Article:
The Happy Hypocrite : (Max Beerbohm Classics Collection)
None, it is said, of all who revelled with the Regent, was half so wicked as Lord George Hell. I will not trouble my little readers with a long recital of his great naughtiness. But it were well they should know that he was greedy, destructive, and disobedient. I am afraid there is no doubt that he often sat up at Carlton House until long after bedtime, playing at games, and that he generally ate and drank far more than was good for him. His fondness for fine clothes was such that he used to dress on week-days quite as gorgeously as good people dress on Sundays. He was thirty-five years old and a great grief to his parents. And the worst of it was that he set such a bad example to others. Never, never did he try to conceal his wrong-doing; so that, in time, every one knew how horrid he was. In fact, I think he was proud of being horrid. Captain Tarleton, in his account of Contemporary Bucks, suggested that his Lordship's great Candour was a virtue and should incline us to forgive some of his abominable faults. But, painful as it is to me to dissent from any opinion expressed by one who is now dead, I hold that Candour is good only when it reveals good actions or good sentiments, and that when it reveals evil, itself is evil, even also.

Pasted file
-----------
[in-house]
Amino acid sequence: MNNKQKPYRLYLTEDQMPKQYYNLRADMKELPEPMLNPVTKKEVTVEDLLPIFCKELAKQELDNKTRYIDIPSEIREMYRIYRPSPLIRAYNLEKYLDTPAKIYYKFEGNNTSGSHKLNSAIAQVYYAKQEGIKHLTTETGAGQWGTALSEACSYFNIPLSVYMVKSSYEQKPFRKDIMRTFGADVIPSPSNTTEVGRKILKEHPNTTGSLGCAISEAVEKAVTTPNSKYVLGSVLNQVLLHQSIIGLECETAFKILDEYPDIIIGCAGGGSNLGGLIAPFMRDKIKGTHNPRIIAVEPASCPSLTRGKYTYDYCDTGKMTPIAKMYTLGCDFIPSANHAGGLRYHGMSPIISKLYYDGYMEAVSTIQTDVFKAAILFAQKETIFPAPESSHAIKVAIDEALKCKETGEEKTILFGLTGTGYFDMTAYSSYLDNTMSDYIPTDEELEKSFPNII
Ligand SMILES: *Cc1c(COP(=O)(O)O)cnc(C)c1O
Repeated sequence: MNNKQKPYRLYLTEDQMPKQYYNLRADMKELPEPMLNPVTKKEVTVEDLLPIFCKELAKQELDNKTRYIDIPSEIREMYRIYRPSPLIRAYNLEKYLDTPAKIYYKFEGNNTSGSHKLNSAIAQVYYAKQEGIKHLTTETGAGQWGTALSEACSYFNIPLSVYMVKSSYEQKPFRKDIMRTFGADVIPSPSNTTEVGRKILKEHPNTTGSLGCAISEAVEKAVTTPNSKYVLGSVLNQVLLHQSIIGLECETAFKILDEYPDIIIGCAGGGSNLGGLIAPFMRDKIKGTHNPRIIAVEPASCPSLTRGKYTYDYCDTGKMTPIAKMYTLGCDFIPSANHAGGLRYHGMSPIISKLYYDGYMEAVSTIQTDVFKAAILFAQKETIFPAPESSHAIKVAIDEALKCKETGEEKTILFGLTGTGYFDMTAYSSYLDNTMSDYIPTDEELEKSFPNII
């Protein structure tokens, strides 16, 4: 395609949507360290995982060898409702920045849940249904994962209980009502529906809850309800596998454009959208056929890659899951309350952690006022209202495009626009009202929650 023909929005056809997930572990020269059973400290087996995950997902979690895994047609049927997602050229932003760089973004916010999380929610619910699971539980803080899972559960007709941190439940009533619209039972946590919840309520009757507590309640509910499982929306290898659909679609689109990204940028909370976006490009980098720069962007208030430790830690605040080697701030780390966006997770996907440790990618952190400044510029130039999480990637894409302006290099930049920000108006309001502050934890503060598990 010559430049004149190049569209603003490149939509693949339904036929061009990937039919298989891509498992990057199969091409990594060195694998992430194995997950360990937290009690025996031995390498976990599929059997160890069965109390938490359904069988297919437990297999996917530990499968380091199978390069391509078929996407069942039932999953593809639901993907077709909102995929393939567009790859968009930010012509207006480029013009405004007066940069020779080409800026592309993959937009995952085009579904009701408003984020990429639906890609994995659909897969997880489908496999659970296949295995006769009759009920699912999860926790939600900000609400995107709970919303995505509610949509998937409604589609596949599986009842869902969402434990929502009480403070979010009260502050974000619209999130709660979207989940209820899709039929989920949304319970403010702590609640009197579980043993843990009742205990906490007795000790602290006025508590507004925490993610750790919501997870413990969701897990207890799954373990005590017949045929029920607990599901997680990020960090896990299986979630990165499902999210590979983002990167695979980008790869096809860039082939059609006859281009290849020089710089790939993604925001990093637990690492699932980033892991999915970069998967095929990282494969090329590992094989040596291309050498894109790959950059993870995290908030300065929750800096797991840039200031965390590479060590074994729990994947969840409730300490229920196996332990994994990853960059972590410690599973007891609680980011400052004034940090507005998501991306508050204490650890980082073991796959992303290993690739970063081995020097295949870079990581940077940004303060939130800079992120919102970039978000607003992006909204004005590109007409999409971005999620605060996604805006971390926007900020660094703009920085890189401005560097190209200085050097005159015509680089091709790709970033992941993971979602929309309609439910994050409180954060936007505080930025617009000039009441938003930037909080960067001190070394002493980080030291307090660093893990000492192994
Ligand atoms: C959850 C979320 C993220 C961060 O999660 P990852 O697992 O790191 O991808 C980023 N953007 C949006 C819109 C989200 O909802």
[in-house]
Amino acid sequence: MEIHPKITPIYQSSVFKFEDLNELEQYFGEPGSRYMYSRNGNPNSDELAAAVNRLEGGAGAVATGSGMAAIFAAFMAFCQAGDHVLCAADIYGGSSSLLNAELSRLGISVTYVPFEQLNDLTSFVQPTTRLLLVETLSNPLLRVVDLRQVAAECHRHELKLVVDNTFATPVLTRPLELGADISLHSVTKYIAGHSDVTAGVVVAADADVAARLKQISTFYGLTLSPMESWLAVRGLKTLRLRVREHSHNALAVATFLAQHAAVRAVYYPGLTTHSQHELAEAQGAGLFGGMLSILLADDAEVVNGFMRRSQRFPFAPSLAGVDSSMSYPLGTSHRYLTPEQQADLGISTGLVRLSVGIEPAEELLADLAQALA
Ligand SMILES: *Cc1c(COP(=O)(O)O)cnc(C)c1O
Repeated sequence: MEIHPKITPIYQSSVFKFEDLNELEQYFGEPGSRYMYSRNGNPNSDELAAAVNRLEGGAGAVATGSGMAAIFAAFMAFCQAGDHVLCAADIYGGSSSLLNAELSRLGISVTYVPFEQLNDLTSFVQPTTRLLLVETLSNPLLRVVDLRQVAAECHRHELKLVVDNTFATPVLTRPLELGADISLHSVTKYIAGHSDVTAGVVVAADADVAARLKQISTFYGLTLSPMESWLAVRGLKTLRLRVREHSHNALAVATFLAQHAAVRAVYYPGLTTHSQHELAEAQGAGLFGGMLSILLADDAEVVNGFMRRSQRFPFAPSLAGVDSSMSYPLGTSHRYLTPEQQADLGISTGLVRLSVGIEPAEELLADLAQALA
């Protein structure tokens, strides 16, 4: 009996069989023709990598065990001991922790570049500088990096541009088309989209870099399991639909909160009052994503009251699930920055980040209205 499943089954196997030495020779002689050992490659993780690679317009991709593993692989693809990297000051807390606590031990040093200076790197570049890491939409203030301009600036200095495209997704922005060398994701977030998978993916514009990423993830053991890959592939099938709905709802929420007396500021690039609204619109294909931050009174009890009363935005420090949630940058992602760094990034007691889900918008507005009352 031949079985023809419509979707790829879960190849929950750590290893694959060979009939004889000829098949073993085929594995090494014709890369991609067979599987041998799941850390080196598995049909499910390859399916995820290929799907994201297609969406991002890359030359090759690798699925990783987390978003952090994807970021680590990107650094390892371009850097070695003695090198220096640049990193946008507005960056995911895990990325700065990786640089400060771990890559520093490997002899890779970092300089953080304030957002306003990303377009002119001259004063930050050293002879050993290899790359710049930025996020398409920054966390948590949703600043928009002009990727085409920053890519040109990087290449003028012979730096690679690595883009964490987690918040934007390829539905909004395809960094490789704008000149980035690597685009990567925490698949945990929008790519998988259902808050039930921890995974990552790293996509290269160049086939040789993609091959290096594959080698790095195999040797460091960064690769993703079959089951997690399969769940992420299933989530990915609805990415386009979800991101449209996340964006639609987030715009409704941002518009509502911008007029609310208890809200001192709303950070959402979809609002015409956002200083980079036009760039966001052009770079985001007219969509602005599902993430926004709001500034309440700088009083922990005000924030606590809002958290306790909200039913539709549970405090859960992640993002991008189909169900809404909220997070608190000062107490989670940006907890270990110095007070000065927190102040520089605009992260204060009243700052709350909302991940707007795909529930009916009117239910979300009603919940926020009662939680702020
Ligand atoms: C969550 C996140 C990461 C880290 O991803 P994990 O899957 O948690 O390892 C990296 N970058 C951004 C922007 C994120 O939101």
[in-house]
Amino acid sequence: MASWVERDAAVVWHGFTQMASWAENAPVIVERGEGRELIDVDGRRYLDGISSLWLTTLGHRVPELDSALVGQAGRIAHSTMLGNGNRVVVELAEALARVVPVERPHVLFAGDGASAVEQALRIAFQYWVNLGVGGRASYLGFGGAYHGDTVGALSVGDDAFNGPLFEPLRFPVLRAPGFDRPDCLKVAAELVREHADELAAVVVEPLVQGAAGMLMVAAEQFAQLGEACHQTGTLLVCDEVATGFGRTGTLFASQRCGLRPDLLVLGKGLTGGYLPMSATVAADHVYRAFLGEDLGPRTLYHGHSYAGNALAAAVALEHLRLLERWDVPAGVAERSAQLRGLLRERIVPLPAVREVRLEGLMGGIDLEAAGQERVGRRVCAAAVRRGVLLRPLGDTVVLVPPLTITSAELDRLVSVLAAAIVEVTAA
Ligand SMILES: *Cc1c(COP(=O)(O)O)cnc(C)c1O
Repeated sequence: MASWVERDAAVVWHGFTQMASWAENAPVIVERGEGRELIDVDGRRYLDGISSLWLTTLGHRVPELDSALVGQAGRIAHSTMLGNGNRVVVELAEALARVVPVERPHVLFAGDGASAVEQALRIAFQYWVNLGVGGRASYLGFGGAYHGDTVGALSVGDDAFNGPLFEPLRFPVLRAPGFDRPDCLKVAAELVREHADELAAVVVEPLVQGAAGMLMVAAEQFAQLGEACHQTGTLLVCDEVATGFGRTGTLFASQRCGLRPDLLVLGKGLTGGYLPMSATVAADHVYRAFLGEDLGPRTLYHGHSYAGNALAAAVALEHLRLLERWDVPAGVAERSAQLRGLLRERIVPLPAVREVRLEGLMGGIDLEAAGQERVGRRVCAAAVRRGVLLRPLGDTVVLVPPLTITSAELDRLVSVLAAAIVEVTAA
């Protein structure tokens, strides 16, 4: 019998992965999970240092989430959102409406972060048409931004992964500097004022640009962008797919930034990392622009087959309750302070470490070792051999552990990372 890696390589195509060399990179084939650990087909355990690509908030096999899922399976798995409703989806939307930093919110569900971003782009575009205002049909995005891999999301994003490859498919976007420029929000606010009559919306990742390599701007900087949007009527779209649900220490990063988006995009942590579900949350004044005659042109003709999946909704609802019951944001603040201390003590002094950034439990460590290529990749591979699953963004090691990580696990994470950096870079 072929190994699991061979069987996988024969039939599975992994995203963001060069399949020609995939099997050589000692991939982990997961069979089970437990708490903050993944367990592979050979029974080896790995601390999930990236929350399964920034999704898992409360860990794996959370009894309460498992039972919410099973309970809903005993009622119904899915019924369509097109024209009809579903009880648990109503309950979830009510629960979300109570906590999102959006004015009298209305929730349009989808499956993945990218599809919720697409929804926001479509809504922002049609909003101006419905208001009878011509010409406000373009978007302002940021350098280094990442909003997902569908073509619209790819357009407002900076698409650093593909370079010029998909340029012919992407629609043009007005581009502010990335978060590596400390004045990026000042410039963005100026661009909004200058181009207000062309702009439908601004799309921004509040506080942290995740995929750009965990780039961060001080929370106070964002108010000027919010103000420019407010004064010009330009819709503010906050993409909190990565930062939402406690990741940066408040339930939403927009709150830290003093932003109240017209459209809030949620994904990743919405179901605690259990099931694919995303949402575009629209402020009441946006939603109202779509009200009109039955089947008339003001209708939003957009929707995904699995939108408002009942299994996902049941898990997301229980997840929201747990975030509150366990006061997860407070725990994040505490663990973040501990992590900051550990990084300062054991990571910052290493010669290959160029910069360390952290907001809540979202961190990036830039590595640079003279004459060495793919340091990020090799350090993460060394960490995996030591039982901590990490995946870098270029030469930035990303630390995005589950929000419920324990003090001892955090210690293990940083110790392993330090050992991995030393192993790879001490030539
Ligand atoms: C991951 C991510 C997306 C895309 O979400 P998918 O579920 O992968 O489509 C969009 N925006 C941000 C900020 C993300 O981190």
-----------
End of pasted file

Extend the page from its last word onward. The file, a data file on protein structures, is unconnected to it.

- Paperback | 48 pages
- 152 x 229 x 3mm | 82g
- 24 Jun 2015
- Createspace Independent Publishing Platform
- Illustrations, black and white